I had another hour to go, but I also had granola samples from a broker at work and so I broke into one of those bags for just a few bites and that helped a lot. When I got to Laney's, I quickly used her bathroom and then we were off. She really wanted to leave by 5:00 because she knew traffic would be bad at that time.
And to my amazement, we made incredibly good time through Seattle itself -- because Laney has the pass on her car for paying the toll on the 520 Bridge, which has very little traffic since it became a toll bridge. This even cut traffic significantly on I-5 north before turning onto the bridge. I shudder to think what I-90 looked like. Anyway, for a while I was thinking, Wow, we'll get there in no time! And then we hit I-405 and traffic sucked. It took us nearly an hour to get to Woodinville. We arrived at the pizza place at precisely 5:51, which I remember because I had noted the GPS on her phone predicted we would arrive at 5:52.
We were there to join Thayer, Hayley, their two kids Henny and George, and another couple with a kid Henny's age who they are all staying with on their visit back from the home they have now in the Milwaukee area. (Hayley's family lives back there and they moved, if I remember right, last year.) Laney has already visited with them several times but I guess Henny, who is seriously my biggest fan and apparently still regularly asks about me, had asked if she would see me. So, I joined Laney to have dinner with them so Henny could see me. And also to see Hayley and Thayer; it was nice to see them too.
We went to a place called The Pizza Coop. Thayer told us they know the owners. Their pizza was excellent; the wait staff a tad inattentive. The place is in the middle of a strip mall the way these places tend to be in suburban areas. My 10" pizza cost me $18 with tip, but at least I managed to save half of it for lunch at work today. When Shobhit later asked me how much the dinner had been and I told him, he said, "You didn't get a drink?" I did briefly consider getting a cocktail then decided I didn't need one. So there! I think Shobhit was mildly surprised.
Henny, true to form -- she was always this way when Laney and I came to Thayer and Hayley's house -- was shy at first and then super friendly. When we arrived, everyone else was already there; Hayley asked Henny if she wanted to give me a hug and Henny said no. Minutes later, though, from across the table she hollered at me with a huge grin on her face, "HI MATTHEW!!"
Once we were all leaving, Henny then said she wanted to give me a hug. I didn't even realize Hayley was taking pictures of that until she posted them to Facebook this morning. I did know she took the selfie of all six of us, since, you know, I was actually in that one. You know what? I'm not sure I really like how my hair looks from the side. I never see myself from that angle.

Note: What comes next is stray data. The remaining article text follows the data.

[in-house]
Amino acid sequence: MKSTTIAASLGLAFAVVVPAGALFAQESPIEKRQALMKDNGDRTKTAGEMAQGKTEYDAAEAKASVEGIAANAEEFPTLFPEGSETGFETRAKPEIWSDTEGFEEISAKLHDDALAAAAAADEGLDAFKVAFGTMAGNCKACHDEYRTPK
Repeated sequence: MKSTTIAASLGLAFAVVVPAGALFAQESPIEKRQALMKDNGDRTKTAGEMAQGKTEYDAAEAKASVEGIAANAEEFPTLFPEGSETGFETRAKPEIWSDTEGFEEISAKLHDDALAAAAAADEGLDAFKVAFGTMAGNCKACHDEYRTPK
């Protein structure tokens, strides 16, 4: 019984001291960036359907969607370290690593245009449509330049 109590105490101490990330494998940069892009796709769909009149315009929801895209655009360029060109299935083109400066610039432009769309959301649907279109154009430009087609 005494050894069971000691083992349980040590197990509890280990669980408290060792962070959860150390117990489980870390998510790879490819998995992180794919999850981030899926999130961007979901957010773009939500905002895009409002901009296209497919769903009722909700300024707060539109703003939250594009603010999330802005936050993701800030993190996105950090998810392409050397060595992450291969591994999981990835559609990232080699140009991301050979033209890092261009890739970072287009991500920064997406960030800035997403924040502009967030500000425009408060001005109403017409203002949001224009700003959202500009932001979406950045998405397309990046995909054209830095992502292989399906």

It was an overall rather pleasant dinner with very nice people, and then the drive back had far less traffic and so it went by more quickly. I checked Twitter and mentioned the account I follow called @StaceyNightmare, and how often she tweets about her "sex basement." So, I did a Twitter search filtering to her handle along with that phrase, and spent most of the car ride reading those tweets to Laney. I honestly don't think I've ever heard Laney laugh so much or so hard in my life. Now she wants me to send her any new "sex basement" tweets she does. (She also tweets a lot about diarrhea but Laney wasn't as interested in those.) In any case, it was a stupendously entertaining car ride as a result.
And then I was home, and the discussions with Shobhit commenced. After a while the tension was diffused, though, and he was being much more typically affectionate, and I was accepting that as it was. He decided he didn't want to cook his dinner, which he still had not eaten, and so I walked with him to Chpitole where he got himself a veggie burrito. We came back home and did the New York Times crossword puzzle.
I think yesterday's entry was maybe a little misleading in that it made things seem more dire than perhaps they were -- or at least, I wasn't in a particularly terrible emotional state myself; I still felt fine as I usually do. I was just expressing my thoughts related to the fear that I might have to make some decisions that could incrementally lead me closer to such a state. I'm feeling better about it all right now. Granted, that's just today; I could feel different yet again tomorrow. I feel more hopeful today, at least. Shobhit's decision to take that trip, at the very least, indicates some kind of shift in him. He's doing something. I'm not sure how much more I can ask at the moment.